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Tobin Harshaw

The Tiny Island That’s Key to China’s Maritime Ambitions

Thitu Island is little more than a rock, but the Philippines will lose it at its peril. 

A Philippine navy frigate off Thitu Island in April 2017.

A Philippine navy frigate off Thitu Island in April 2017.

Photographer: Ted Aljibe/AFP/Getty Images

Nobody would ever call Thitu Island a Pacific Ocean paradise. The second-largest of the chain of reefs, shoals and atolls in South China Sea known as the Spratly Islands, Thitu is a sunbaked 92-acre rock, dotted with scruffy trees and long-abandoned military bunkers, eking out existence just a few feet above high tide.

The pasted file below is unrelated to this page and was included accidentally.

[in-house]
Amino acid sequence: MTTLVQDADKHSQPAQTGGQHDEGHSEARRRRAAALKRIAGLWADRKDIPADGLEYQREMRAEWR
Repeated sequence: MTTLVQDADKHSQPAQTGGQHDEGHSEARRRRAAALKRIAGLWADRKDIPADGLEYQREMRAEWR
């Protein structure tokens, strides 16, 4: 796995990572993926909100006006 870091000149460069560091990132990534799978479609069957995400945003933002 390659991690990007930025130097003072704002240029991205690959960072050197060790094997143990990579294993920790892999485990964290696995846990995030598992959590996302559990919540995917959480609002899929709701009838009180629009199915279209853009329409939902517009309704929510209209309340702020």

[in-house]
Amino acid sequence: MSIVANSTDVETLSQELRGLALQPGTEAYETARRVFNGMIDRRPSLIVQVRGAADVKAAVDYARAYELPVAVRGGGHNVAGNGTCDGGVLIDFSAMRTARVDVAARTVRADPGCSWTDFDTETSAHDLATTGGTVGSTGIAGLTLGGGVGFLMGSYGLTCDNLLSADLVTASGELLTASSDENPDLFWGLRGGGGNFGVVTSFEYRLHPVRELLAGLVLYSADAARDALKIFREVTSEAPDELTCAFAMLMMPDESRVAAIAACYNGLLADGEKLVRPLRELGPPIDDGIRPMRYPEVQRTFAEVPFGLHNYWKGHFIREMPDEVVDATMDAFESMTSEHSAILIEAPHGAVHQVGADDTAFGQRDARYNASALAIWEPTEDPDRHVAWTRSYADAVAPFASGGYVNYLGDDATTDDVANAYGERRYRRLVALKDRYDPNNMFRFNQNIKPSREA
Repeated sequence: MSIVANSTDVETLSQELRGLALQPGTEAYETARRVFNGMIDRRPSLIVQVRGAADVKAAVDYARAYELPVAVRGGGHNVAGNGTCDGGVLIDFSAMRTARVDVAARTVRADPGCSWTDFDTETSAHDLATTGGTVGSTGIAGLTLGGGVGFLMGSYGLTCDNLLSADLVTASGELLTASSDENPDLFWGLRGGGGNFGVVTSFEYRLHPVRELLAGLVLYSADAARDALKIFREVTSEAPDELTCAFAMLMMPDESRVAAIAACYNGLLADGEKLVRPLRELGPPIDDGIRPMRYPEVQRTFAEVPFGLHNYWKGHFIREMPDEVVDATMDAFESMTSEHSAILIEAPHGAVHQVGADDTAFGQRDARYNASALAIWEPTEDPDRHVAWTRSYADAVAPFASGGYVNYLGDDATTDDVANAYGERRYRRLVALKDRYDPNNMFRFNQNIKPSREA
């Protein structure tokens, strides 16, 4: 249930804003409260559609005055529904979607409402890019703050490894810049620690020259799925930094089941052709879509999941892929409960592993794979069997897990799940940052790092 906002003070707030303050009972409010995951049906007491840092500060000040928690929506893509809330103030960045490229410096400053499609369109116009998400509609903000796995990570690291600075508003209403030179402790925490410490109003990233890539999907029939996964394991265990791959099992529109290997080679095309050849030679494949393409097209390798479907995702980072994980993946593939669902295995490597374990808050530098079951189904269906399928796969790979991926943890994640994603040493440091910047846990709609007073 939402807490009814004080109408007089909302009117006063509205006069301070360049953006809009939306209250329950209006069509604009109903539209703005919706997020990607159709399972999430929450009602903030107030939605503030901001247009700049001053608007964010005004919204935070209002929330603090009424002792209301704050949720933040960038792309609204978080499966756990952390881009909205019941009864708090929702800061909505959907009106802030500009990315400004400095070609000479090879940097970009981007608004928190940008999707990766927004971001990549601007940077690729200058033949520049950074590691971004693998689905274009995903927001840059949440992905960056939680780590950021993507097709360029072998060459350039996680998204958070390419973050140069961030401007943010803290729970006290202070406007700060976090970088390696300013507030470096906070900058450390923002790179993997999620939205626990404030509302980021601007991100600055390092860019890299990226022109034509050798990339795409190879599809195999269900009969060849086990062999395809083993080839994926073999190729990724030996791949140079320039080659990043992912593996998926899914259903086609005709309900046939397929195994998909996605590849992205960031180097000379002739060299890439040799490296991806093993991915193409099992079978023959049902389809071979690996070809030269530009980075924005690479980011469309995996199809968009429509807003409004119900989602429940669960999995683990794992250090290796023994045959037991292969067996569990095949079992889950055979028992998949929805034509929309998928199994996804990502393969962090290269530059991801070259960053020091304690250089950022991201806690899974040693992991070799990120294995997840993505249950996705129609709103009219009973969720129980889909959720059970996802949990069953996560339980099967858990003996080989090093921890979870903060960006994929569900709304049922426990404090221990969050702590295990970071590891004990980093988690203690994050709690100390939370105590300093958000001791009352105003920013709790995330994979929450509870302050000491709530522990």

Yet obscure Thitu - known as Pag-asa (“Hope Island”) in the Tagalog language of the Filipinos who inhabit it – has become an object of desire in the increasingly contentious geopolitical dispute involving the Philippines, China and four of their Pacific Rim neighbors: Brunei, Malaysia, Taiwan and Vietnam. And, thanks to recent actions by the erratic Filipino president, Rodrigo Duterte, the island and its residents are increasingly vulnerable to China’s vast ambitions across the entire South China Sea.